Lost to Addiction – It’s much more common than We Realize


opioid addictionWhen you have a loved one that is lost to addiction, it can be really devastating. We never want to have to admit that our friends and family members struggle so much with something like an addiction for many reasons. We also never want to be powerless to help them, but all too often, we find that being lost – in one of it’s many forms – is more common than we realize.

So, what does this mean for families of those struggling with an addiction? Is it a license to give up the fight? Should we just let our addicted loved ones do what they do? How do we truly stop addiction from taking our loved ones away from us anyway?

Preventing loved ones from becoming lost to addiction

While it might be hard to do with your loved one that has had an addiction for a good long time already, preventing younger loved ones from becoming lost to addiction can become a significant focus. These are the children and younger siblings of addicts since they have an increased rate of developing addictions later on in life.

You definitely don’t want to give up on your grown addicted loved ones and stop pushing for recovery, but learning to shift your focus and give the younger members of your family a chance to avoid developing an addiction can make a big difference in whether you’re repeating the same cycle in 10 years or not.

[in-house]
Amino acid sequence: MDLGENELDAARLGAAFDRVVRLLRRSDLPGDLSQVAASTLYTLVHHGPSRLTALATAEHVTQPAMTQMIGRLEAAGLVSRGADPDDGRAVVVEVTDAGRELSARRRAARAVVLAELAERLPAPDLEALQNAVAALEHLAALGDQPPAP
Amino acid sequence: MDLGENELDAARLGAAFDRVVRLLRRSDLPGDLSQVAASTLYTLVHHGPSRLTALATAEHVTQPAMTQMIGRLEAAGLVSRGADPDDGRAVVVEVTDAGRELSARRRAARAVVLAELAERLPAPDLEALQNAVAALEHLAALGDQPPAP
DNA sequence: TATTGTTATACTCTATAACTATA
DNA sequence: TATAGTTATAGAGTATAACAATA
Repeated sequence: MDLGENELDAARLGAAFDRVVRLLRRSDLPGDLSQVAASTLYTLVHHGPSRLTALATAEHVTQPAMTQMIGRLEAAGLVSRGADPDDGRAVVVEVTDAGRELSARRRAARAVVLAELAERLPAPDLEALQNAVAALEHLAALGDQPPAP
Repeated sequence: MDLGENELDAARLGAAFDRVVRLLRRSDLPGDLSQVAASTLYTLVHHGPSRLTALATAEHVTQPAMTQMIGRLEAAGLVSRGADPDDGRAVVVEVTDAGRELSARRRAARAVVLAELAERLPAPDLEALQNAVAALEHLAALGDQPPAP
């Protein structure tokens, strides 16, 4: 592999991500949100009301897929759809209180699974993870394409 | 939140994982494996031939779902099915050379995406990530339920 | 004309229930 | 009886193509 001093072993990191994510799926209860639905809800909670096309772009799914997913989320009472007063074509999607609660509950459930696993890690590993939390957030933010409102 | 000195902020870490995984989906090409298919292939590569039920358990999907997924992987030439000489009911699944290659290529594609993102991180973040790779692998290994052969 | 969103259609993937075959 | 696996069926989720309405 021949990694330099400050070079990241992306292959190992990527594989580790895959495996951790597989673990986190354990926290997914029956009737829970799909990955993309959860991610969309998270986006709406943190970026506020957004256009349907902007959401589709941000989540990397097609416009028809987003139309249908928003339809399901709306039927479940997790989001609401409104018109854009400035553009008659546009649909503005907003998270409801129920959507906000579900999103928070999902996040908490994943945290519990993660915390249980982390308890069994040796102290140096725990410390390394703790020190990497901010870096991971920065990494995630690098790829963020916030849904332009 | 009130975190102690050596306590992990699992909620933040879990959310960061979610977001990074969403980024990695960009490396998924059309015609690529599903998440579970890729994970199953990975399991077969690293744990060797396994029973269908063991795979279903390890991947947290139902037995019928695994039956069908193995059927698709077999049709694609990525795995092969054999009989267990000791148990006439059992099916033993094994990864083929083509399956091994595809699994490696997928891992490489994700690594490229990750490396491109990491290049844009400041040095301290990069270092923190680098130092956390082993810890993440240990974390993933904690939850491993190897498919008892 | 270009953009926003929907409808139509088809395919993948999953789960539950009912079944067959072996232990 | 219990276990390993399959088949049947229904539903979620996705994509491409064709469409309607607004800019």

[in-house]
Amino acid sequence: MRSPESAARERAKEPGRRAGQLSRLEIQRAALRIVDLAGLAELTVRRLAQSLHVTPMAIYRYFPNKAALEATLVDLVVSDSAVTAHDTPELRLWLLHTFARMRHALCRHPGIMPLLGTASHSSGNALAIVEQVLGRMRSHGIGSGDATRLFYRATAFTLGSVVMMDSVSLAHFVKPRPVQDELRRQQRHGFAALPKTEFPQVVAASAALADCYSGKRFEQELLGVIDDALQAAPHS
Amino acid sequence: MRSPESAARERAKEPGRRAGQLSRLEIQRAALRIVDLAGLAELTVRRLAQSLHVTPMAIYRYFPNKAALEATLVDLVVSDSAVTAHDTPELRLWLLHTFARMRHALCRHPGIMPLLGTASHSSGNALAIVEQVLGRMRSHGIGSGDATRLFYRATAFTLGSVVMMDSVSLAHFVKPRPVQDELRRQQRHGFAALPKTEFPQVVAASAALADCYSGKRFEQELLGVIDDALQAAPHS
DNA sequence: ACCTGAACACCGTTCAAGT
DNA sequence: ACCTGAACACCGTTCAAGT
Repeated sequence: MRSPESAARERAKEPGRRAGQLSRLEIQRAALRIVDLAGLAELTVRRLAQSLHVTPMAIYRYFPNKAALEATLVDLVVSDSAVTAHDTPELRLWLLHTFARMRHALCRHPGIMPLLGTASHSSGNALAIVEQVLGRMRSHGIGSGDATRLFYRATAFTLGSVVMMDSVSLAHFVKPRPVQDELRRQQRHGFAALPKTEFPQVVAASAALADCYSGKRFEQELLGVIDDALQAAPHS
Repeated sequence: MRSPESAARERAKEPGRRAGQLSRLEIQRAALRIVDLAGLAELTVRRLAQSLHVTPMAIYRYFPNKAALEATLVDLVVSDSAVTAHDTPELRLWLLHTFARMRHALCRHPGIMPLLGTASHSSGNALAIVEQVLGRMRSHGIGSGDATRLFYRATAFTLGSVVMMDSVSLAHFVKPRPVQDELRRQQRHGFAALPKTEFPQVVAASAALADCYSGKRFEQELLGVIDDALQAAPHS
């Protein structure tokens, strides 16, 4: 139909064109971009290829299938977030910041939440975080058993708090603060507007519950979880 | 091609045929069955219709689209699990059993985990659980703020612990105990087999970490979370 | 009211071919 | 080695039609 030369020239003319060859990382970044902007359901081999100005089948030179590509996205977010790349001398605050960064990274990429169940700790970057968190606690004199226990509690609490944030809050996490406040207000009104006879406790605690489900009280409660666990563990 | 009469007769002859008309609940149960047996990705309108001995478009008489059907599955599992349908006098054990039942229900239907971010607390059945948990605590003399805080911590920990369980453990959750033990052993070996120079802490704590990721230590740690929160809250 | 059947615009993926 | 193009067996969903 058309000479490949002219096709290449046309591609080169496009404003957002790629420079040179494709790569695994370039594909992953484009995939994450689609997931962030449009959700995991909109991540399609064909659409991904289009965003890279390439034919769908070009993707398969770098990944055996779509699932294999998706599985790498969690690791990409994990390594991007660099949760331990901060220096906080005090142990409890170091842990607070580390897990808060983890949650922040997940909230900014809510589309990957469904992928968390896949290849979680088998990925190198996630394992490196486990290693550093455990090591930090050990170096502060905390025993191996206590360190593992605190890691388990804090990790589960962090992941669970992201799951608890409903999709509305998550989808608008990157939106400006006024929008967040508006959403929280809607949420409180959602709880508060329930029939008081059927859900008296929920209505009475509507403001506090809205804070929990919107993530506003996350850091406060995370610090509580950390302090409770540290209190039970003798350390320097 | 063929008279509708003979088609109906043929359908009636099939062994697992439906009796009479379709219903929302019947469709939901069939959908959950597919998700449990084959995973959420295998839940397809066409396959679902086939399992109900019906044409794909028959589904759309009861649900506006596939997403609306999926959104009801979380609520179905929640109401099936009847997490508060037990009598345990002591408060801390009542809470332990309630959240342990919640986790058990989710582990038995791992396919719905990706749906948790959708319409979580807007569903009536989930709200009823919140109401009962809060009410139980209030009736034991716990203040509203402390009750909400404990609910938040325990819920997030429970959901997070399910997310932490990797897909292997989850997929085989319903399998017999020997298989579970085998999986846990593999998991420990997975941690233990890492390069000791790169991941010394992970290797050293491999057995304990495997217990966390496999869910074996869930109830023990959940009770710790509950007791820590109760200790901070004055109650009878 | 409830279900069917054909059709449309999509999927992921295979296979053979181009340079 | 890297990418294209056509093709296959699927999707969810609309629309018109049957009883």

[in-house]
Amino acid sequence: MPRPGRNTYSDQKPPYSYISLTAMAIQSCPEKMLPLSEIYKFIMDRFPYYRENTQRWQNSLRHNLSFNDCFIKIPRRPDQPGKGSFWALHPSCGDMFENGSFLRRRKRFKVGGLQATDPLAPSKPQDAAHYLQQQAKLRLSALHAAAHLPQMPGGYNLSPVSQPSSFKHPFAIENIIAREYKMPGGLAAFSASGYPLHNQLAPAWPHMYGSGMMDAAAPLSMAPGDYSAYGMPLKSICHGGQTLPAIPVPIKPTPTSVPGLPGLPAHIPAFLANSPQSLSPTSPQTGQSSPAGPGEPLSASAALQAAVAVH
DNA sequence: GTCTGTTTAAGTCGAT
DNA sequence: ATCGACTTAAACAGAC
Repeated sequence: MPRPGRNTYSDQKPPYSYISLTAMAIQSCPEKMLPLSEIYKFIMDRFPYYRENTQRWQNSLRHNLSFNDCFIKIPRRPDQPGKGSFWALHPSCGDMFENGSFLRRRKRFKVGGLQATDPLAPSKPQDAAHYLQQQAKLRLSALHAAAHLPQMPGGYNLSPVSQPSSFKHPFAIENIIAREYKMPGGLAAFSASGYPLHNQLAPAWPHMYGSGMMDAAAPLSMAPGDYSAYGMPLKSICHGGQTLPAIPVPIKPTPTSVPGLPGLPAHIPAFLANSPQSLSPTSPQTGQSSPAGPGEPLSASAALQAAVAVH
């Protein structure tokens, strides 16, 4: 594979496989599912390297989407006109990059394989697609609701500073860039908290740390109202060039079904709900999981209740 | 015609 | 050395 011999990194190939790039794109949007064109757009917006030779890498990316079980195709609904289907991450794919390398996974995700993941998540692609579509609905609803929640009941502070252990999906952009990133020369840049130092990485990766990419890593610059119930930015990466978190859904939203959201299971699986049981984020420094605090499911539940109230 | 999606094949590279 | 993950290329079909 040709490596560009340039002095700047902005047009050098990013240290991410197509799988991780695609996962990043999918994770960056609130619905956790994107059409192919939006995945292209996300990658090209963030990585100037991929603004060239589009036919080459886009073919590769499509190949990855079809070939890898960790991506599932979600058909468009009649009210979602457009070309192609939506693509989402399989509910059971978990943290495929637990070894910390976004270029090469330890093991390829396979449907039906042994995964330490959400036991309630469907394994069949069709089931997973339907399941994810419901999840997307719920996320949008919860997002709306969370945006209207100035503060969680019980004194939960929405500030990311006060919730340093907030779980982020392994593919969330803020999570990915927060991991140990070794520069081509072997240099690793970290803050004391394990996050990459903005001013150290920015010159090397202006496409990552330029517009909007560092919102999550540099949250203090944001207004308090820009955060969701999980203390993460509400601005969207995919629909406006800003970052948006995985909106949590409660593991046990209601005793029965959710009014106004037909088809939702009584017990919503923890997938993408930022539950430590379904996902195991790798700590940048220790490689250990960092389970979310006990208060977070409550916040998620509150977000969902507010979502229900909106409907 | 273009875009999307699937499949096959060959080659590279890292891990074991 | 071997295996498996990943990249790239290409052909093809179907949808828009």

Early interventions, such as counseling and therapy, can really make a difference here, as well as education about addictions and the causes of them.

In the meantime – when to accept a loss

Another thing that’s really important to understand is when to accept that a loved one might be lost to addiction. In other words, what’s your cutoff with this? Do you give up when your addicted loved one makes it clear that she has no intention of stopping her habit? Do you quit hoping when you’ve seen how far down she’s fallen?

These are the questions – and answers that only you can give yourself. There really is not right or wrong one here, but knowing where you stand can help you and your emotional well-being during this process.  Also, understanding and accepting when you’re not willing to let your loved one become lost to addiction no matter what can help you stop hurting but stay determined.

When we have loved ones battling an addiction, it’s really hard to watch. Eventually, as loved ones, we begin to feel that our loved one has been lost to addiction in some way, shape or form. Knowing what you can do, as well as how to cope with the potential can make a huge difference in how you live your life, and how you accept the present while changing the future.